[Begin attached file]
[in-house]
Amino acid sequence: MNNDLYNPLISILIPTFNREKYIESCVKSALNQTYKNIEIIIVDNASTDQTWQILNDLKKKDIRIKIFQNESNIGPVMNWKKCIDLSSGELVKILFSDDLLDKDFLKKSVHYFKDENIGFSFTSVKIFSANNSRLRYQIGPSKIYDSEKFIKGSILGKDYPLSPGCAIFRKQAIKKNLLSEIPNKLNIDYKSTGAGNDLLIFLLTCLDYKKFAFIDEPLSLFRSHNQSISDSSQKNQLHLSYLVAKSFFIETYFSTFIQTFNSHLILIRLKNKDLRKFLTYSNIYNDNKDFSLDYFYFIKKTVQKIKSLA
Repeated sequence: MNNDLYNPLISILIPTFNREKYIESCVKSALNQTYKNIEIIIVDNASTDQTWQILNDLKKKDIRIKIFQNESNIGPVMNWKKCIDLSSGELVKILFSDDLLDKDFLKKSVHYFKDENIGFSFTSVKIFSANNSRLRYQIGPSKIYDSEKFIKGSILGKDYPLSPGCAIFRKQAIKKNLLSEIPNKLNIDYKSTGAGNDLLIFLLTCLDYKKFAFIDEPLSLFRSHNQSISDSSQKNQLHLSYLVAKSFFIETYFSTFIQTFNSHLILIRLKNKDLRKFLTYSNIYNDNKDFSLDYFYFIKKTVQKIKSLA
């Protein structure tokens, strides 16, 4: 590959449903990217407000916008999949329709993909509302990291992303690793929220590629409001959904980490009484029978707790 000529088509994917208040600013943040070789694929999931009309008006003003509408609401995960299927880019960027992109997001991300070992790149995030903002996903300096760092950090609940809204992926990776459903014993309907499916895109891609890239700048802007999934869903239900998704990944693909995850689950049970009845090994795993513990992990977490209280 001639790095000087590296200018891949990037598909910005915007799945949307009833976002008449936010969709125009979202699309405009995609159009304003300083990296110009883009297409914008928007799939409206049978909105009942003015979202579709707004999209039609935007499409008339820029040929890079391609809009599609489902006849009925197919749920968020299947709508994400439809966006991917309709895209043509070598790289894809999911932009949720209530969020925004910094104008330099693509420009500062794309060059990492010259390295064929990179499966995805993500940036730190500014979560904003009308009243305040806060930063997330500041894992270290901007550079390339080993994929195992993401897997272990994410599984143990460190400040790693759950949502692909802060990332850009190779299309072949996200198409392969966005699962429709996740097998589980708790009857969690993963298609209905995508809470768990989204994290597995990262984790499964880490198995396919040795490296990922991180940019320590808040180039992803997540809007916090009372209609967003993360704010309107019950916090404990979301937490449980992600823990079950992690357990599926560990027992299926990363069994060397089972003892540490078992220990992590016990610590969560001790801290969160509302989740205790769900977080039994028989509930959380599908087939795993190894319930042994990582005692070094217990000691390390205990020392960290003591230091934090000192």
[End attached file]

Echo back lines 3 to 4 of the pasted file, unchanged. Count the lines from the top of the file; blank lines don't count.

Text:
Repeated sequence: MNNDLYNPLISILIPTFNREKYIESCVKSALNQTYKNIEIIIVDNASTDQTWQILNDLKKKDIRIKIFQNESNIGPVMNWKKCIDLSSGELVKILFSDDLLDKDFLKKSVHYFKDENIGFSFTSVKIFSANNSRLRYQIGPSKIYDSEKFIKGSILGKDYPLSPGCAIFRKQAIKKNLLSEIPNKLNIDYKSTGAGNDLLIFLLTCLDYKKFAFIDEPLSLFRSHNQSISDSSQKNQLHLSYLVAKSFFIETYFSTFIQTFNSHLILIRLKNKDLRKFLTYSNIYNDNKDFSLDYFYFIKKTVQKIKSLA
């Protein structure tokens, strides 16, 4: 590959449903990217407000916008999949329709993909509302990291992303690793929220590629409001959904980490009484029978707790 000529088509994917208040600013943040070789694929999931009309008006003003509408609401995960299927880019960027992109997001991300070992790149995030903002996903300096760092950090609940809204992926990776459903014993309907499916895109891609890239700048802007999934869903239900998704990944693909995850689950049970009845090994795993513990992990977490209280 001639790095000087590296200018891949990037598909910005915007799945949307009833976002008449936010969709125009979202699309405009995609159009304003300083990296110009883009297409914008928007799939409206049978909105009942003015979202579709707004999209039609935007499409008339820029040929890079391609809009599609489902006849009925197919749920968020299947709508994400439809966006991917309709895209043509070598790289894809999911932009949720209530969020925004910094104008330099693509420009500062794309060059990492010259390295064929990179499966995805993500940036730190500014979560904003009308009243305040806060930063997330500041894992270290901007550079390339080993994929195992993401897997272990994410599984143990460190400040790693759950949502692909802060990332850009190779299309072949996200198409392969966005699962429709996740097998589980708790009857969690993963298609209905995508809470768990989204994290597995990262984790499964880490198995396919040795490296990922991180940019320590808040180039992803997540809007916090009372209609967003993360704010309107019950916090404990979301937490449980992600823990079950992690357990599926560990027992299926990363069994060397089972003892540490078992220990992590016990610590969560001790801290969160509302989740205790769900977080039994028989509930959380599908087939795993190894319930042994990582005692070094217990000691390390205990020392960290003591230091934090000192």